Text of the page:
That coastal plain, however, is also a potentially rich oil field. Developers have set their sights on it for decades.
President Jimmy Carter, when he set aside the Arctic National Wildlife Refuge, did so in a way that meant Congress can at any time open it to drilling. It is under temporary protection. Basically, an entire generation of Gwich’in have lived in constant anxiety that at any moment Congress might open The Sacred Place Where Life Begins to oil drilling, that their entire way of life could be disrupted and that some people in Washington, D.C., who know nothing about their traditional way of life, could just change everything.
This has also created an entire generation of Gwich’in advocates. We stand with the Gwich’in and follow the lead of the Episcopal Church in making sure that doesn’t happen.
What kinds of challenges do you face in your work to educate people about these justice issues?
It’s easy for people to become hurt or defensive. These are very hard issues to wrap your head around. Recognizing our own complicity in a system that has created horrible trauma is not something you can really uncover in one conversation.
One of the most challenging situations I’ve run across is that people think racial justice and the work we’re doing in places like Bears Ears or the Arctic National Wildlife Refuge doesn’t have anything to do with them. A lot of people say, “I don’t have any tribes near me. I don’t live in the Southwest. I don’t see how this relates to my everyday life.”
But these issues involve the very ground under our feet. We all live in areas that used to belong to someone else. It takes a lot of work to unpack how these issues actually touch every second of every day of our lives. Our entire theological and legal system has been touched by the doctrine of discovery that said it was OK to grab land and colonize and enslave and commit genocide.
That’s not something I think about when I’m making breakfast for myself in the morning, but it’s there.
How can people of faith stand up for racial justice in their own communities?
I think it’s the role of the church to exercise active hope, both in words and actions. I encourage everyone to do everything they can, rather than withdraw or go into denial or have a sense of doom. It’s part of the responsibility of our faith, and if everyone does their part, we’ll be much closer to living in right relationship.
If you are able to find it, recognize whose indigenous land your church space is on. Put a marker in a public place. Get into the practice of thinking and publicly recognizing the people who have come before us in these places.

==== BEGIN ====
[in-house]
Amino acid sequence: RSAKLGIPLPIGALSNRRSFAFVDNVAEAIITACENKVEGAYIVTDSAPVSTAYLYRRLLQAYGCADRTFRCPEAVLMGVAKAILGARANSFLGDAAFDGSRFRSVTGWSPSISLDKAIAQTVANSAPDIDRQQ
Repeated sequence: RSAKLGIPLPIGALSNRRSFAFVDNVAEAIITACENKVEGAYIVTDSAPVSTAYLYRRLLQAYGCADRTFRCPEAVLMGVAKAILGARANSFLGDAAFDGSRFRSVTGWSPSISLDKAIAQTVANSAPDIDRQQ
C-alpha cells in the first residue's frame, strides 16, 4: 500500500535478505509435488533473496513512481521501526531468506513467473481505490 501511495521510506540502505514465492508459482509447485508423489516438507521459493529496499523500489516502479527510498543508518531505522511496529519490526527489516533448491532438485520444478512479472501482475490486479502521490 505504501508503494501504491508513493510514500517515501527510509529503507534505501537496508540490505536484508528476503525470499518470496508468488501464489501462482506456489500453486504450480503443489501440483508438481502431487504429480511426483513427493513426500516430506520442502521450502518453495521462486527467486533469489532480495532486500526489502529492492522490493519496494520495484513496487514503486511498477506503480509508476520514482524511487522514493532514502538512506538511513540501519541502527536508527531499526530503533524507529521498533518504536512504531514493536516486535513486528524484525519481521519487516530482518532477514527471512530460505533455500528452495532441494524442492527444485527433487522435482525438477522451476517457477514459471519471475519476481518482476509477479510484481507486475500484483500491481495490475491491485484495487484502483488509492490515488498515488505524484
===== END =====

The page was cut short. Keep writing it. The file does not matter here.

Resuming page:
When a tribe is open to it, try to build an authentic relationship with that tribe. In some senses, the tribe that was native to your area no longer lives there because they were forced into another place. It’s still important to respect that’s where they came from.
When I bought my house, it certainly didn’t cross my mind that the land was probably at one point stolen from the Piscataway people, who are the native people where I live. A friend and colleague of mine suggested that in addition to paying my mortgage, I should consider paying something to the Piscataway every month.
That’s a huge mind-shift from our whole notion of property ownership and culture today. But we have to start thinking about how we manage and use property. It’s an awareness of, “Is this place sacred to someone?”
For Creation Justice Ministries, we’ve thought about this by trying to repair the breaches, respecting the understandings of collective ownership or ecosystem health that many indigenous people value.
We do this by creating wilderness or monument areas that are protected from development and allow for traditional uses such as gathering medicinal plants, doing sacred ceremonies, or traditional hunting or fishing.
But on a broader level, I also think there’s a much bigger conversation going on in the church at large about what it means to transform relationships at a deeper level economically.
I see all this as an incremental change toward living in right relationship with each other. Until we can recognize and tell the truth about our public land system and private property system—how it came to be and who it was taken from—I don’t see a path forward for real racial reconciliation.
The original trauma of colonialism has repeated itself with different racial groups over and over again. It’s continuing to tear us apart as a society. In the future, I would like to see people who recognize and tell the truth about our past and actively work to change the future.
If every church were doing that, we’d live in a very different world.